When you have multiple sclerosis, be sure to cast the right shadow

Protecting fellow patients is important, but so is being honest

Benjamin Hofmeister avatar

by Benjamin Hofmeister |

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I’m not very good at this sort of thing, but depending on whether or not you count today and the 25th itself, we’ve got about four days left until Christmas. If I still needed to get my wife anything, I’d be entering shopping panic mode about now. Fortunately, I don’t have to, because she already has me and who could ask for more? I am an absolute delight.

OK, I’d better revise that some. Santa may be watching and my wife may be reading. I am only delightful some of the time. There’s a chance I might occasionally be grumpy, too — and snappy, stubborn, temperamental, and, well, you get the picture. I wish I could blame those traits completely on my multiple sclerosis (MS), but that wouldn’t be entirely honest.

If you’re not frantically shopping, decorating, or wrapping today, go outside at noon and look at your shadow. Today, Dec. 21, is the winter solstice in the Northern Hemisphere. It’s the shortest day of the year, and the sun’s low position in the sky means that you’ll cast your longest shadow of the year.

If you’re on the southern half of the Earth, it’s the opposite. Either way, your shadow will be at one extreme or the other today. Long, short, or somewhere in between, shadows are inevitable (if there’s light). The only way someone else can be affected by ours is if they’re close to us, so we have a certain amount of responsibility for the effect our shadow has on others.

What kind of shadow are you casting? What do those around you learn from your struggles with multiple sclerosis?

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A shadow can protect someone from heat and glaring light, but there’s such a thing as too much shade. For obvious reasons, when I need guidance or advice, I look more to the experience of others with MS than to anyone else. A little protection is kind, and sometimes being shaded is the only way my own glow can be seen when it’s at its weakest. Just don’t shade me so much that I get cold and am unprepared to face the bright sun.

If you’re talking to someone with multiple sclerosis, especially someone newly diagnosed, you owe it to them to protect, but be completely honest, too. If I’m the one asking, you owe it to me to tell me all the bad and how you overcame it — or didn’t. I don’t want you to pretend that you’ve never fallen. I want to know if it happened to you and how you got back up again.

Tell me about how you made the effort when a situation called for it and paid for it after. Tell me that it’s OK to be “fine” even when you’re not. Giving your all when it matters is a good shadow to cast and a good example to follow.

Honesty is the best shadow to leave. The good and the bad are the inheritance that we’re all due from one another as fellow multiple sclerosis patients. The greatest Christmas present you can give this year is the real you (even if you’re not a delight).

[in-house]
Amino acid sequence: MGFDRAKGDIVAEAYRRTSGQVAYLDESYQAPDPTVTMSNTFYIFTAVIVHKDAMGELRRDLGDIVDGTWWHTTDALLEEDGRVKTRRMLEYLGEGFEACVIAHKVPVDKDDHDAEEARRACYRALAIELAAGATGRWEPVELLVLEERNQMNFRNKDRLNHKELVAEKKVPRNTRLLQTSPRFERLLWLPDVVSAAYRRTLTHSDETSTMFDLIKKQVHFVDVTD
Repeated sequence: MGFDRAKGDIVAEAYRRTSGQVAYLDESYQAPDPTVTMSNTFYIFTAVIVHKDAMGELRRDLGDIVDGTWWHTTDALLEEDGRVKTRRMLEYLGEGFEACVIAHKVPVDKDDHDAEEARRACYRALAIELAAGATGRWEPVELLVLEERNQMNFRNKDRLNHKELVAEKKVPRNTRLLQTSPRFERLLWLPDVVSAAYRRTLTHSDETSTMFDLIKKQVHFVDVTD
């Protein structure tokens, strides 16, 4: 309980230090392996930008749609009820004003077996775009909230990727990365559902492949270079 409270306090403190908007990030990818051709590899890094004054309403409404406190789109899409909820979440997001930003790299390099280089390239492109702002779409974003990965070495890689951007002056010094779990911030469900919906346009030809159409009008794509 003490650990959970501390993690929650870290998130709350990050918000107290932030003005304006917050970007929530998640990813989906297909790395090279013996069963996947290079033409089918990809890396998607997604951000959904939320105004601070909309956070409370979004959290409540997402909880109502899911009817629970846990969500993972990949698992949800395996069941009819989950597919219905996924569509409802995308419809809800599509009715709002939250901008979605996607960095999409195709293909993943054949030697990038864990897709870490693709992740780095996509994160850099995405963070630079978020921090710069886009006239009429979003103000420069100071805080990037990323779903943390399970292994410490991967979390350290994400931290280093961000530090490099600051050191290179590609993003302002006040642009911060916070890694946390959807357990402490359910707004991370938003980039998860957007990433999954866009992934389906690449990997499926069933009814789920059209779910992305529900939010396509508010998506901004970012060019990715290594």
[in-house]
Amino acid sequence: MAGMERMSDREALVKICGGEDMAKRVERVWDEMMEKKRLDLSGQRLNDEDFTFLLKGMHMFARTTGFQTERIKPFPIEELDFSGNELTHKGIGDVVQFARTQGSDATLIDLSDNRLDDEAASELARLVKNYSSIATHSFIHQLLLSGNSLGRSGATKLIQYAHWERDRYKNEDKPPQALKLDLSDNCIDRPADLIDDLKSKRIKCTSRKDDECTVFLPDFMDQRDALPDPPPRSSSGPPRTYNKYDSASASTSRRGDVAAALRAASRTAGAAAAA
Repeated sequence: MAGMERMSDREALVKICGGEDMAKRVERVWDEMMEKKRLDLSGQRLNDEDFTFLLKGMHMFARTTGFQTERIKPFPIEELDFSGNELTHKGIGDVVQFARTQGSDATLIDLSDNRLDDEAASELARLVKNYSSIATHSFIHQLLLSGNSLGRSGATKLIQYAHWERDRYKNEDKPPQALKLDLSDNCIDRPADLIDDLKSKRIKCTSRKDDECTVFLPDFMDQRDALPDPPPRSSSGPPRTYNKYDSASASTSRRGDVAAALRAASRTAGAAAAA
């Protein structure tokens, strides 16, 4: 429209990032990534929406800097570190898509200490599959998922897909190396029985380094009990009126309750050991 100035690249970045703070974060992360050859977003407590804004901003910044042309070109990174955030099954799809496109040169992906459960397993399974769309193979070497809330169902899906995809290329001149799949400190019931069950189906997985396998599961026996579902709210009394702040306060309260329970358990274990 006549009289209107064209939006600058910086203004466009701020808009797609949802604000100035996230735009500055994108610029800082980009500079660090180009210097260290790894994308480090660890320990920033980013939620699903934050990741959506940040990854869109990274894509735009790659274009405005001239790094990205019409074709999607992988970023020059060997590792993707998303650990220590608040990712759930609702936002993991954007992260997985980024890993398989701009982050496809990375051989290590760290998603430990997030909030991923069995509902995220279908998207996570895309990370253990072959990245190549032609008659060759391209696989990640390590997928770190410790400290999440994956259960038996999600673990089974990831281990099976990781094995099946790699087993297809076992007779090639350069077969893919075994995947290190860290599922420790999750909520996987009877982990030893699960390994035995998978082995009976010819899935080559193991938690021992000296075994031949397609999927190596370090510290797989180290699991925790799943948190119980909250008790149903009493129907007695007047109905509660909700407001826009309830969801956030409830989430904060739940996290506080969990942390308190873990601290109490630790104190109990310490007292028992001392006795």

Happy holidays, everyone!


Note: Multiple Sclerosis News Today is strictly a news and information website about the disease. It does not provide medical advice, diagnosis, or treatment. This content is not intended to be a substitute for professional medical advice, diagnosis, or treatment. Always seek the advice of your physician or other qualified health provider with any questions you may have regarding a medical condition. Never disregard professional medical advice or delay in seeking it because of something you have read on this website. The opinions expressed in this column are not those of Multiple Sclerosis News Today or its parent company, BioNews, and are intended to spark discussion about issues pertaining to multiple sclerosis.

Comments

Maureen Brennan avatar

Maureen Brennan

Thanks for that Ben quite a joy reading your little tidbit. I too was diagnosed with PPMS in 2014. Have fallen been in positions still wondering how I got out of. Spent hours on the floor devising ways to get up all the while my cat looking at me saying she did it again. I make all these stories a conversation piece and makes life so much better, Happy Holidays to you and your family, and hoping to hear some of your escapades. Cheers, Maureen

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Benjamin Hofmeister avatar

Benjamin Hofmeister

Thank you so much Maureen. My cats would sit there debating on how long they should wait before eating me. Don't worry, I'm full of escapades.

Ben

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Anna avatar

Anna

That's true, being authentic is not an easy task, indeed. I have shown the real me today when I was late for the train. I left much too late, then the traffic jam that I had not expected at that hour, and other various reasons I could think of (like being slower due to my MS) so as not to blame myself. I have swallowed this humiliation and .... bought another ticket for tomorrow. Hopefully this time I will be on time and meet my family for Christmas. Merry Christmas everyone:)

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Benjamin Hofmeister avatar

Benjamin Hofmeister

Hi again Anna! It's always so good to hear your thoughts. Being authentic is never easy but so important. Sometimes the best we can do is what you did; try again tomorrow. Thank you for setting the example.

Ben

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